First, the descriptive history, then an attempt at explanation.
The OED gives definitions in historical order, the meaning that appears first comes first, and later meanings come in order. Other dictionaries, like learner's dictionaries, may choose other orderings like most common meaning first.
The first entry for 'accede' is
- intr. To come forward, approach, or arrive (at a place or state). Also: to come into being. Obs. First attestation 1465.
No one uses 'accede' in this way now (therefore the designation 'obsolete') but it is closely related to 'accession' as in OED's fifth entry, taking on a position or role.
OED's third entry accords with the current usual meaning of 'to yield':
- intr. To assent, agree, give way. Usually with to, †unto. First attestation 1534
So currently, the English word has roughly the same meaning as the Spanish version.
During the late Middle Ages and early Renaissance, all the European countries were, along with expanding literacy, expanding their vocabulary, a lot of it with Latin origins (easier for the Romance languages). The etymology for 'accede' at OED (etymonline's version, which is usually taken from OED, strangely only addresses meaning 1) is complicated.
It was borrowed, as is usual for such formal latinate terms, from Anglo-Norman/Middle French (the language of the 1066 conquerers) where it meant accept or agree, close to 'yield', the modern English or Spanish meaning.
So in some sense your question is really about why English borrowed the meaning 'to come forward, approach' first but then later went back to the classical Latin/French/Spanish version.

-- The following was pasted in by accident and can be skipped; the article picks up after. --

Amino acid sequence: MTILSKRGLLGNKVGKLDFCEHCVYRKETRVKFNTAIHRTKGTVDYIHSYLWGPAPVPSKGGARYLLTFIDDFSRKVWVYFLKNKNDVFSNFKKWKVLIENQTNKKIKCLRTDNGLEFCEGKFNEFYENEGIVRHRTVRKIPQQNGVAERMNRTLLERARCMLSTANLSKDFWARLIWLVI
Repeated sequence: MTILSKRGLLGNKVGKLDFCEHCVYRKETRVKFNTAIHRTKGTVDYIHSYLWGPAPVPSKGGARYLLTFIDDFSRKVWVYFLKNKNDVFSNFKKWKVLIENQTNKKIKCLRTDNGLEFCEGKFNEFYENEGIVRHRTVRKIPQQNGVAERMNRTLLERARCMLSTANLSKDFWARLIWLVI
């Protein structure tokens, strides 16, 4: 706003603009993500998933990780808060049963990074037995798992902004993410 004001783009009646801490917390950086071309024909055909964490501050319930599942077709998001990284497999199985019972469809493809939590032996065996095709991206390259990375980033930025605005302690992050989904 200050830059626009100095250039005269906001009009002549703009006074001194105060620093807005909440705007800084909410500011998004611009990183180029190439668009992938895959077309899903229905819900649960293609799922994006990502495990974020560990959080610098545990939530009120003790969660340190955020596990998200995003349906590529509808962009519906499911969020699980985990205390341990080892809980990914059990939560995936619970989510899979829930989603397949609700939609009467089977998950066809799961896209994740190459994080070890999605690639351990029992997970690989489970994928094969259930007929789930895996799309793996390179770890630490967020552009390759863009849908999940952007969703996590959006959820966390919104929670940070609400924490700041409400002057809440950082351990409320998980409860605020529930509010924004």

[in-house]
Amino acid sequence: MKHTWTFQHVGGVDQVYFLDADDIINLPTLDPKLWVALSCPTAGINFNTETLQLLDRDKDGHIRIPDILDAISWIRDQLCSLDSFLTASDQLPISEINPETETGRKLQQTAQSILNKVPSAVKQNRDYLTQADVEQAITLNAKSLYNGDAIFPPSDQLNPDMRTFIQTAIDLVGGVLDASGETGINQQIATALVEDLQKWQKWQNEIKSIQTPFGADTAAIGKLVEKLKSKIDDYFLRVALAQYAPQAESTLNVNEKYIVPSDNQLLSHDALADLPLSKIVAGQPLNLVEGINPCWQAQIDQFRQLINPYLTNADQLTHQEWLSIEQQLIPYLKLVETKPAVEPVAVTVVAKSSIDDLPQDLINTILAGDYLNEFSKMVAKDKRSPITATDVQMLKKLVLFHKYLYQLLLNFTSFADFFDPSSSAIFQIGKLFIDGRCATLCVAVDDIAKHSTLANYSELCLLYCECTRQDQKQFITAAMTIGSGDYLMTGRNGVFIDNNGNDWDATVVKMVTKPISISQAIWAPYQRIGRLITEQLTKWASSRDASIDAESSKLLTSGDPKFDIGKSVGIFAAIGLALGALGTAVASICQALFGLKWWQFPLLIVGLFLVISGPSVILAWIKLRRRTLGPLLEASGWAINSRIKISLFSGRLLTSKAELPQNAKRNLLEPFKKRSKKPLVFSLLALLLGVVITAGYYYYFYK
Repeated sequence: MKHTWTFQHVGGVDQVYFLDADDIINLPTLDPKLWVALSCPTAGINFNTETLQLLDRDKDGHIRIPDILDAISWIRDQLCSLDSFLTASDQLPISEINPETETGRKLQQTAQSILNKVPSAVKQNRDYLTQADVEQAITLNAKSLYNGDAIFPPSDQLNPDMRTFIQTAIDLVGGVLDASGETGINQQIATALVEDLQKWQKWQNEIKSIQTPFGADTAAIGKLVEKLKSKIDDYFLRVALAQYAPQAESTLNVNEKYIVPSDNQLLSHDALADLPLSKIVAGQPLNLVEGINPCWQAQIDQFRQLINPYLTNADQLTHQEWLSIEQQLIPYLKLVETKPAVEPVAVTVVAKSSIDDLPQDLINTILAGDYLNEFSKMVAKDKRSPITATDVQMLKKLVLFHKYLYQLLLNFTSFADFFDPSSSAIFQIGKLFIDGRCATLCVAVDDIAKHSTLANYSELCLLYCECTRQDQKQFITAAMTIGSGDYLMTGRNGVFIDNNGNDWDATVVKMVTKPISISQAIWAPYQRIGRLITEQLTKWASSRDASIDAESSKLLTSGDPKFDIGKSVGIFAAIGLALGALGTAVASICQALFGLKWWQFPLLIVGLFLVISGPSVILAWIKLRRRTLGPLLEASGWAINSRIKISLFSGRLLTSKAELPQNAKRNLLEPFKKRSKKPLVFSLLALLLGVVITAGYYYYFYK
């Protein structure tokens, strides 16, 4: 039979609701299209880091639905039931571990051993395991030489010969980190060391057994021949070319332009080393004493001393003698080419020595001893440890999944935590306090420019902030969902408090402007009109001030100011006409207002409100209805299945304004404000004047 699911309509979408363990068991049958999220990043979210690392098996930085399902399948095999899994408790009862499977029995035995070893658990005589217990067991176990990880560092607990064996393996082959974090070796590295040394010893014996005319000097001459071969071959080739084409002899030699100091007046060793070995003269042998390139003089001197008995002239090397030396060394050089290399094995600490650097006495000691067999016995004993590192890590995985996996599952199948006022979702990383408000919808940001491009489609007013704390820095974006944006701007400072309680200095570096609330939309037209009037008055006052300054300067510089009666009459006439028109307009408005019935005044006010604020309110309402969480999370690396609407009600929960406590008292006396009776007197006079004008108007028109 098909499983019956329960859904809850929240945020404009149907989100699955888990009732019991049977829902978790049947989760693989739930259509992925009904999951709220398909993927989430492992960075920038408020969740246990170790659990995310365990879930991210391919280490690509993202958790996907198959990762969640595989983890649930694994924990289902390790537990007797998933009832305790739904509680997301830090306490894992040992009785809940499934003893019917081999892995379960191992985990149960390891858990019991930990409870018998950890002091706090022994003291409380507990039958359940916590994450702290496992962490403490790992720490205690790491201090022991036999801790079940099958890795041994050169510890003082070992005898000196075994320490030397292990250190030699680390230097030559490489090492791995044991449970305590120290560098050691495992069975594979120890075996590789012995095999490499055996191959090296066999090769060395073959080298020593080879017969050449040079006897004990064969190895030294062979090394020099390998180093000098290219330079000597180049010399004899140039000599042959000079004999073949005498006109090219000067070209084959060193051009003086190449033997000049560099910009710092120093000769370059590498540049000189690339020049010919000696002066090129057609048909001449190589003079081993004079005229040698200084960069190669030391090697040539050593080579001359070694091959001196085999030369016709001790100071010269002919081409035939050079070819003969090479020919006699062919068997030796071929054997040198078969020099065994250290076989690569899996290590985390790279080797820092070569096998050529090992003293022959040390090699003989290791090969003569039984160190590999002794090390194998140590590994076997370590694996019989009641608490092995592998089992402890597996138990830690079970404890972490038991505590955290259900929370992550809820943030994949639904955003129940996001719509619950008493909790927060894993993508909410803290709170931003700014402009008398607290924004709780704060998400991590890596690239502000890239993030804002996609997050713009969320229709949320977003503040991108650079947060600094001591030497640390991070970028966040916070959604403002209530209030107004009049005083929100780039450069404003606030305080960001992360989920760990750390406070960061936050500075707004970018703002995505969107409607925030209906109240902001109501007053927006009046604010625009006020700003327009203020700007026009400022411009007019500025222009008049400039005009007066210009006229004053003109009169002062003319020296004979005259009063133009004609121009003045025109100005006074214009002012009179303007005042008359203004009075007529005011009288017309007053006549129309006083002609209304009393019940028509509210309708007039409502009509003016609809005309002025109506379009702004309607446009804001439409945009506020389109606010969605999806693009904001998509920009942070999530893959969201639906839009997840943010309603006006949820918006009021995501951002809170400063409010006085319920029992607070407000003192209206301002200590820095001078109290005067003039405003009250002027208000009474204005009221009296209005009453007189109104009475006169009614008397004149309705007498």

'Why' questions are hard to answer definitively (there's usually no reliable evidence about internal motivation), so I can speculate that probably the first English scholar (most likely well-versed in Latin) used the word very metaphorically, the Latin 'accede' meaning 'yield' being used expansively to mean to approach, the other person allowing one to approach. This is a bit of a stretch, but I think no more of a stretch than using 'received' to mean 'accepted as authoritative'
For quick reference, OED's etymology entry for 'accede'.
< Anglo-Norman and Middle French acceder (French accéder ) to approach (1270 in Old French in an isolated attestation, subsequently from 1470), to accept (something), to agree (to something) (14th or 15th cent. in Anglo-Norman; this sense is unparalleled in continental French until later: see below) and its etymon classical Latin accēdere to go or come (to), draw near, approach, to enter, to resort (to), to attach oneself, join, to agree, assent, to be added, constitute an addition, accrue, in post-classical Latin also to attain to (a dignity) (11th cent. in a British source), to perform, fulfil (an office) (12th cent. in a British source) < ac- ac- prefix + cēdere cede v. Compare Italian accedere (a1250).
The (continental) French verb is first attested later in uses corresponding to senses 2 and 3, and originally as a legal term: 1731 in accéder à with specific reference to agreeing to a treaty (compare the similar use in quot. 1830 at sense 2), 1771 with specific reference to agreeing to a contract of sale. The general sense ‘to accept, agree to (something)’ is first attested in French in 1790.